Sex Differences in Emotional Reactivity to Daily Life Stress in Psychosis
J Clin Psychiatry 2004;65:805-809
© Copyright 2014 Physicians Postgraduate Press, Inc.
Purchase This PDF for $40.00
If you are not a paid subscriber, you may purchase the PDF.
(You'll need the free Adobe Acrobat Reader.)
Receive immediate full-text access to JCP. You can subscribe to JCP online-only ($86) or print + online ($156 individual).
With your subscription, receive a free PDF collection of the NCDEU Festschrift articles. Hurry! This offer ends December 31, 2011.
If you are a paid subscriber to JCP and do not yet have a username and password, activate your subscription now.
As a paid subscriber who has activated your subscription, you have access to the HTML and PDF versions of this item.
Click here to login.
Did you forget your password?
Still can't log in? Contact the Circulation Department at 1-800-489-1001 x4 or send email
Background: The expression of schizophrenia has been reported to differ between the sexes. The current study investigates whether these sex differences in clinical expression are reflected in one underlying mechanism that may be causally related to psychosis, namely increases in stress sensitivity in daily life.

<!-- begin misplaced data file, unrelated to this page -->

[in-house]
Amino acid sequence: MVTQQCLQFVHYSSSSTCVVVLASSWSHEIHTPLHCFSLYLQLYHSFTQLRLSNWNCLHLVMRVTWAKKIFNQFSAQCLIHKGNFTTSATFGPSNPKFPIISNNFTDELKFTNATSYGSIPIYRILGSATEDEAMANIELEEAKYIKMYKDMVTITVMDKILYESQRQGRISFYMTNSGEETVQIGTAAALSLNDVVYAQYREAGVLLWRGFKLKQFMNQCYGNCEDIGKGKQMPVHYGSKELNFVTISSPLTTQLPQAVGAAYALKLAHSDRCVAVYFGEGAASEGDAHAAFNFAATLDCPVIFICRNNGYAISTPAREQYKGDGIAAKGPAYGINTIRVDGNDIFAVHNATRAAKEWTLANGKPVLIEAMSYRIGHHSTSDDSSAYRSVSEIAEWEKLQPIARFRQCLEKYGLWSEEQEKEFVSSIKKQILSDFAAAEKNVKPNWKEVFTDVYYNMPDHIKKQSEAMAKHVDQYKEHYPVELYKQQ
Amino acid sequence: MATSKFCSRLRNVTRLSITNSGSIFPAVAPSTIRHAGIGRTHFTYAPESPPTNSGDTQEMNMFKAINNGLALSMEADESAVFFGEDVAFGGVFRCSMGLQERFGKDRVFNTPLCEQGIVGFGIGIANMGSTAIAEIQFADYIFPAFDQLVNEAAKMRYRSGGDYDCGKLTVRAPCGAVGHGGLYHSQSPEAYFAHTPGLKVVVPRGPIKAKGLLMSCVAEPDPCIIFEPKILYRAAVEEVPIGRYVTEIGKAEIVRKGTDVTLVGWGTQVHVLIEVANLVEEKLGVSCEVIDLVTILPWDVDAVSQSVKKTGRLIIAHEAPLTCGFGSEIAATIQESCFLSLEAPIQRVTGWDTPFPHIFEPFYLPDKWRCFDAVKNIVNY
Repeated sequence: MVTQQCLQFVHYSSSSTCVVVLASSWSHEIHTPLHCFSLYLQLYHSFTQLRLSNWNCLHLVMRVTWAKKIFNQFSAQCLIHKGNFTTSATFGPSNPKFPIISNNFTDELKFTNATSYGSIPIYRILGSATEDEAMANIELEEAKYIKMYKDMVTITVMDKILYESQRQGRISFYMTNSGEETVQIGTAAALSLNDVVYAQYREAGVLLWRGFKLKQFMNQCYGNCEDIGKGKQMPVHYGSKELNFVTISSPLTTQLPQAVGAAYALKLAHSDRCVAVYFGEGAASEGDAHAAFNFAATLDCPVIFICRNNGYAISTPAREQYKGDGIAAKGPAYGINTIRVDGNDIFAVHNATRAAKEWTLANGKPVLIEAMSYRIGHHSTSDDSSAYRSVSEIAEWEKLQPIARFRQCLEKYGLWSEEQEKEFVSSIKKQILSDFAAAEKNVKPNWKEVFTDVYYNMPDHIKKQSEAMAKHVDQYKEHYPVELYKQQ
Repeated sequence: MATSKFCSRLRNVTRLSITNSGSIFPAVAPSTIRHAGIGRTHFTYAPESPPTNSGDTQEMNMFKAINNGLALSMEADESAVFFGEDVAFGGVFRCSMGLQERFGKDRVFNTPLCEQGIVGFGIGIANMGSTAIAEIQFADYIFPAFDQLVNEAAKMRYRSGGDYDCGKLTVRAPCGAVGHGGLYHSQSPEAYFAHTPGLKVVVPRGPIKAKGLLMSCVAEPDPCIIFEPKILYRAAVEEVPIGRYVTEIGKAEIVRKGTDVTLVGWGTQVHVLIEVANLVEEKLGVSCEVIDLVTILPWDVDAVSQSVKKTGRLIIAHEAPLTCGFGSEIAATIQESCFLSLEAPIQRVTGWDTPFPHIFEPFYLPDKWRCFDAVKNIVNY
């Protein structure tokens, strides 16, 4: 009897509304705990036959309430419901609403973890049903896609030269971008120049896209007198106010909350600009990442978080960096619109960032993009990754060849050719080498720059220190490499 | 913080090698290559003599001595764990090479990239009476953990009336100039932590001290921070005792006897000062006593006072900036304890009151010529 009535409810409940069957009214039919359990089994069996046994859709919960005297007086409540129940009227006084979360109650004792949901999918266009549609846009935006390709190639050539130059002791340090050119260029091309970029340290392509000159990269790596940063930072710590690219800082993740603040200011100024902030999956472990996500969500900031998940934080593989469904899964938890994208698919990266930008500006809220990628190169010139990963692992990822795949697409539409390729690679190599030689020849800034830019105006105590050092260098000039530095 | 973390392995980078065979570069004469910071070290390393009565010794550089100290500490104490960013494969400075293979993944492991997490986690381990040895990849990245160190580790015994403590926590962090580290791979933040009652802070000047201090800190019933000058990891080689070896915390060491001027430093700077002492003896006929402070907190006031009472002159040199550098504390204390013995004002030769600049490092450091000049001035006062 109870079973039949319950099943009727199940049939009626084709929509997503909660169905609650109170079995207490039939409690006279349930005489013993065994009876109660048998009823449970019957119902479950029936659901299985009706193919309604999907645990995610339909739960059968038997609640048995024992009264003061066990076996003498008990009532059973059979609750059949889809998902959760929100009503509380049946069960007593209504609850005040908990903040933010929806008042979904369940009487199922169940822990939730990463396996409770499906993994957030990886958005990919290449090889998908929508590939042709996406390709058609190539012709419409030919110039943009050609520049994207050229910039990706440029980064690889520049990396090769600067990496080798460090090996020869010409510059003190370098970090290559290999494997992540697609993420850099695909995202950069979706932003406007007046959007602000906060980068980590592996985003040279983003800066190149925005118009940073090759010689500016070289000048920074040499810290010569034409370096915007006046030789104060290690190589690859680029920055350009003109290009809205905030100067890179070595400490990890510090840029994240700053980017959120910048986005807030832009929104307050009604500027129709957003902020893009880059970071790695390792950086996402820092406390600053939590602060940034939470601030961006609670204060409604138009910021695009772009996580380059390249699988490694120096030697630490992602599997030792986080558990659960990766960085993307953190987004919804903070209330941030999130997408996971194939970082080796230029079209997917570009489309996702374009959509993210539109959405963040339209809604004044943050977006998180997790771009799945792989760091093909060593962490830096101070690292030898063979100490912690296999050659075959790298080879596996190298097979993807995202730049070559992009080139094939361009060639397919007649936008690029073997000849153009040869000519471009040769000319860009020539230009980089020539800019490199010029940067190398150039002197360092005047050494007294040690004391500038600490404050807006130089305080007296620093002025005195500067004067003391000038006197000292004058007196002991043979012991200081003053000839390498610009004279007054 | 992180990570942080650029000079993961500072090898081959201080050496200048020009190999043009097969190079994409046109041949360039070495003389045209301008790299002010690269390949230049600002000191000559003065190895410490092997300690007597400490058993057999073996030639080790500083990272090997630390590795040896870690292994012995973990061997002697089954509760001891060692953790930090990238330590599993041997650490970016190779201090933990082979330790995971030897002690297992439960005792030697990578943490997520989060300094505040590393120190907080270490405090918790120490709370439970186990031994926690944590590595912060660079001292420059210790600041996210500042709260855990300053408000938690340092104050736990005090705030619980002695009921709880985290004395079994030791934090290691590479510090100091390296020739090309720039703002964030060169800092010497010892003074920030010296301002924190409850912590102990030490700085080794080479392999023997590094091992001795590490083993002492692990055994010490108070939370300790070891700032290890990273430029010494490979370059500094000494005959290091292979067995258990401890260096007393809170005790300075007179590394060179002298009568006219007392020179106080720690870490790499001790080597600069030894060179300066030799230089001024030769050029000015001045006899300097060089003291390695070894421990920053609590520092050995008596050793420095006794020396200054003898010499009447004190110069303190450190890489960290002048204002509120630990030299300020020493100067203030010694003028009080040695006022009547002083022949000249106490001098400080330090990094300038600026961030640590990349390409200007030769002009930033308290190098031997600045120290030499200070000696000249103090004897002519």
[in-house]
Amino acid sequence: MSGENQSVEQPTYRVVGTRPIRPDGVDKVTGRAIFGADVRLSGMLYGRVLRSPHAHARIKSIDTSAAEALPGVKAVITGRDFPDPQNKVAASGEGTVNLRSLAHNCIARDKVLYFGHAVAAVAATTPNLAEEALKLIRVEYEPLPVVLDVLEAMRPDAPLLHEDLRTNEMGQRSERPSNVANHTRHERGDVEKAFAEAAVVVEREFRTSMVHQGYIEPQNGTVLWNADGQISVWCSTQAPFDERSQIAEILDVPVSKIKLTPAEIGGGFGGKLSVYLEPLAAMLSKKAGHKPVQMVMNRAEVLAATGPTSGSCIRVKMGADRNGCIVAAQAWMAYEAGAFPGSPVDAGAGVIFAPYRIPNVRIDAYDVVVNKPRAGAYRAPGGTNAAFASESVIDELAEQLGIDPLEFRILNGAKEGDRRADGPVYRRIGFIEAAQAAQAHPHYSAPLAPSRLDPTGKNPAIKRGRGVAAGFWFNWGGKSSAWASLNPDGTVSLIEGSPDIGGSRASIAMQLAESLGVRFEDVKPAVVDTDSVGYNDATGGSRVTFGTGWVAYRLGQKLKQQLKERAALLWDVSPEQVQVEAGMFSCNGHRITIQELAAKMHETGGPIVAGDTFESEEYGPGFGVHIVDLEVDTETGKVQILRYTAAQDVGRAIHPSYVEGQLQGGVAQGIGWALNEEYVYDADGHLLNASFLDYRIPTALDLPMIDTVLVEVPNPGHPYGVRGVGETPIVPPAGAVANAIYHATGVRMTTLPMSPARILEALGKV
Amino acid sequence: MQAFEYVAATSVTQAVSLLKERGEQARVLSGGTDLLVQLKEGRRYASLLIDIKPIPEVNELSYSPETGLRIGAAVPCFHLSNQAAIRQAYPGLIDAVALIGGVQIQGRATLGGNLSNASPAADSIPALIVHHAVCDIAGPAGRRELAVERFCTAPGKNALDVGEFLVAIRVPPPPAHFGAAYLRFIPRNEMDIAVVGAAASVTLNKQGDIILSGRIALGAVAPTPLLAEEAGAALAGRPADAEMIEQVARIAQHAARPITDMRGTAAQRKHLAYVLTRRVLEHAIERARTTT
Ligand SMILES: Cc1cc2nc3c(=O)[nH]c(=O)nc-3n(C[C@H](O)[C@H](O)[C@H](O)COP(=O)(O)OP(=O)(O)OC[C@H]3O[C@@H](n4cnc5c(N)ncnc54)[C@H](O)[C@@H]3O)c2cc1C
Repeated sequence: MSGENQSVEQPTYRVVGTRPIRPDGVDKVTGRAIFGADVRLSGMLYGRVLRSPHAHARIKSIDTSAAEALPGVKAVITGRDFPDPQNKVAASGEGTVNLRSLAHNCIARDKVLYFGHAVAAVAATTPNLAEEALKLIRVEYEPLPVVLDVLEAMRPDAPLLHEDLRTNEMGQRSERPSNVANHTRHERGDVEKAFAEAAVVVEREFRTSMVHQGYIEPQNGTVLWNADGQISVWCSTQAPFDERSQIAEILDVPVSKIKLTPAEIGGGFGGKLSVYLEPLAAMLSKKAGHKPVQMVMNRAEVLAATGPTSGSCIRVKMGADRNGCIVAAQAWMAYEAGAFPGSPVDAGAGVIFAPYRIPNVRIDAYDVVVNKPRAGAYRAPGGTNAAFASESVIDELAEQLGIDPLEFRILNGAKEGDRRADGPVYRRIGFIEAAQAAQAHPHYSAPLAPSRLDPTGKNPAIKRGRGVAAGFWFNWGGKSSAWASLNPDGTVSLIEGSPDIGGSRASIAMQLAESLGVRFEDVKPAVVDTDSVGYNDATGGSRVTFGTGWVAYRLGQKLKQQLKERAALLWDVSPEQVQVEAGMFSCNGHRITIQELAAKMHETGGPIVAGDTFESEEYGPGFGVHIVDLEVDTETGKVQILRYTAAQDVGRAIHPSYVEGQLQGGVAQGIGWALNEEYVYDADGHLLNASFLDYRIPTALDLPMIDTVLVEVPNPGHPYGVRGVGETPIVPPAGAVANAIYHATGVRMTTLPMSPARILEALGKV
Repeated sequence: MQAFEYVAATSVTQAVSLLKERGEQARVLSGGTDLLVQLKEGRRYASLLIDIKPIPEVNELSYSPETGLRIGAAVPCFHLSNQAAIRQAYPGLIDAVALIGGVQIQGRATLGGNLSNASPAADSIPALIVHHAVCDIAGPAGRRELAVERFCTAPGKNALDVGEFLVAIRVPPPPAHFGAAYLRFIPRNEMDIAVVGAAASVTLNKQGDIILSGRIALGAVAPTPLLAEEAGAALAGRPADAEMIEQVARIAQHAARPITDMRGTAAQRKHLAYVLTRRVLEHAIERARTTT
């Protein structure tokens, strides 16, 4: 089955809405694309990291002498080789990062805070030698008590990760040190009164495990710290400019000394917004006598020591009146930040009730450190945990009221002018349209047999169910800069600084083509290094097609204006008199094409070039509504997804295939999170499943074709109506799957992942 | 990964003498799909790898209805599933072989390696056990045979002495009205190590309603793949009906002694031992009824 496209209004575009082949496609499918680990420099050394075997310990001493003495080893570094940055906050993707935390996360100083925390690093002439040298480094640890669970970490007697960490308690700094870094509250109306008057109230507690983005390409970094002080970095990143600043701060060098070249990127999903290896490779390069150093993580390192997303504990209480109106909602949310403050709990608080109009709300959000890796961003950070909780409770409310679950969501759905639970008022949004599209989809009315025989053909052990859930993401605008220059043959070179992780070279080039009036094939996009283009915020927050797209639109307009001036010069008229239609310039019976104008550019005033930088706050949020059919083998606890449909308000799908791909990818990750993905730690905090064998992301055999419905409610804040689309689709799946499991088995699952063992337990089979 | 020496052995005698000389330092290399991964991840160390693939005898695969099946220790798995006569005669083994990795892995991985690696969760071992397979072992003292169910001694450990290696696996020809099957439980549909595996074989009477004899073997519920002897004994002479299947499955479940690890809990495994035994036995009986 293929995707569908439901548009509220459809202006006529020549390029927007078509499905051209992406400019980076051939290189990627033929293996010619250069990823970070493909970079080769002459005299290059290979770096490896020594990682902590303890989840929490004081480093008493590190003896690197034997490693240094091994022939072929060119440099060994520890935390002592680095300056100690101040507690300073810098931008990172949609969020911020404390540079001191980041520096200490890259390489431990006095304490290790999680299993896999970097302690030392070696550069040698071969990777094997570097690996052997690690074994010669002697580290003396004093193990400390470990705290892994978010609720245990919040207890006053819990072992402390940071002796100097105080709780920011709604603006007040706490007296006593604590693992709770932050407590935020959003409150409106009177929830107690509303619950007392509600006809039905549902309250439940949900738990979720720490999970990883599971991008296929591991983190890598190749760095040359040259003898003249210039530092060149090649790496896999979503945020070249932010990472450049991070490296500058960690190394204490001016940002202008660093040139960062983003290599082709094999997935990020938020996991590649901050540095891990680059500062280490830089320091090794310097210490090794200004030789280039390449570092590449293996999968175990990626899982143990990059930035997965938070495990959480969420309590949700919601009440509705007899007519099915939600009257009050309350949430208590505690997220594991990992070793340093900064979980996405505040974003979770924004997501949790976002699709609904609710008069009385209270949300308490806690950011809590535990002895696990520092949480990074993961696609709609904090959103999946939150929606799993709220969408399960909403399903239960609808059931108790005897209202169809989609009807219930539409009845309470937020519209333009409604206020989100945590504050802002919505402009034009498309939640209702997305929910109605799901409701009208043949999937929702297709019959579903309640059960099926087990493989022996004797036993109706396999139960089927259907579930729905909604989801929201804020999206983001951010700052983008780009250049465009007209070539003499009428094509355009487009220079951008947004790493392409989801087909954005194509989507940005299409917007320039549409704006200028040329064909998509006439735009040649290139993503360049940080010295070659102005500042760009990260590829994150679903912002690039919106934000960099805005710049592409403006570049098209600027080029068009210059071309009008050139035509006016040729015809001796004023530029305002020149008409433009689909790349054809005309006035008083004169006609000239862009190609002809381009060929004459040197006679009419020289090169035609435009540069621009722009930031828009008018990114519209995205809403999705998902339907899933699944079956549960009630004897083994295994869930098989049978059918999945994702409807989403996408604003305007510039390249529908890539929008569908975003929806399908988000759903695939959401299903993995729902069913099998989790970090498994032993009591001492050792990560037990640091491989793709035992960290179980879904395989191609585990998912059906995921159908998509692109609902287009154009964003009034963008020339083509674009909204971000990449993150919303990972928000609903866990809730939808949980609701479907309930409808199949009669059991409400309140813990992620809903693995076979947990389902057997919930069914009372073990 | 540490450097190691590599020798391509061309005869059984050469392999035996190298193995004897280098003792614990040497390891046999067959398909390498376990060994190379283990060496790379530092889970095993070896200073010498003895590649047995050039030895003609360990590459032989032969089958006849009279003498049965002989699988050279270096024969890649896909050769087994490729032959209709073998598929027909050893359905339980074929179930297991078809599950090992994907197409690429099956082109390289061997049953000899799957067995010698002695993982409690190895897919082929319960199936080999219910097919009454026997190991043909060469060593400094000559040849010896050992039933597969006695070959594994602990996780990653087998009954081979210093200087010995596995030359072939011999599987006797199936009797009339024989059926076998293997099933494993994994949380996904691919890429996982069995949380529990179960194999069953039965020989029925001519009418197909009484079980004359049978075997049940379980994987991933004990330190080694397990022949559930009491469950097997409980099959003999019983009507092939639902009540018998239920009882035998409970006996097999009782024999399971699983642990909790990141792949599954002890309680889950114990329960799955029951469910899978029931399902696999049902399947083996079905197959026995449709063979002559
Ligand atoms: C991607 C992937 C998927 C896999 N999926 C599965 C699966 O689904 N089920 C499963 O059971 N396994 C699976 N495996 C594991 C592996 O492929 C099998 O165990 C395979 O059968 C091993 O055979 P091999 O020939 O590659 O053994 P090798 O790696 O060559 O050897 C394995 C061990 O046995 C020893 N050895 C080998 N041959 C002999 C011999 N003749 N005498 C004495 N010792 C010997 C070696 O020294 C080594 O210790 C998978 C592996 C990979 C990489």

Method: Forty-two participants (22 men, 20 women) with Research Diagnostic Criteria-defined psychotic disorder in a state of clinical remission were studied with the Experience Sampling Method (a structured diary technique assessing current context and mood in daily life) to assess (1) appraised subjective stress related to daily events and activities and (2) emotional reactivity conceptualized as changes in both negative affect and positive affect in relation to the subjective stress. Data were collected from January 1997 to May 1999.
Results: Multilevel regression analyses revealed that women reported a significantly (p < .05) increased emotional reactivity to daily life stress compared with men, reflected in both an increase in negative affect and a decrease in positive affect.
Conclusion: These results suggest that gender differences may not be limited to the characteristics of psychosis but may also be reflected in underlying etiologic mechanisms. Furthermore, these results might strengthen the hypothesis that women are more susceptible than men to a schizoaffective expression of schizophrenia.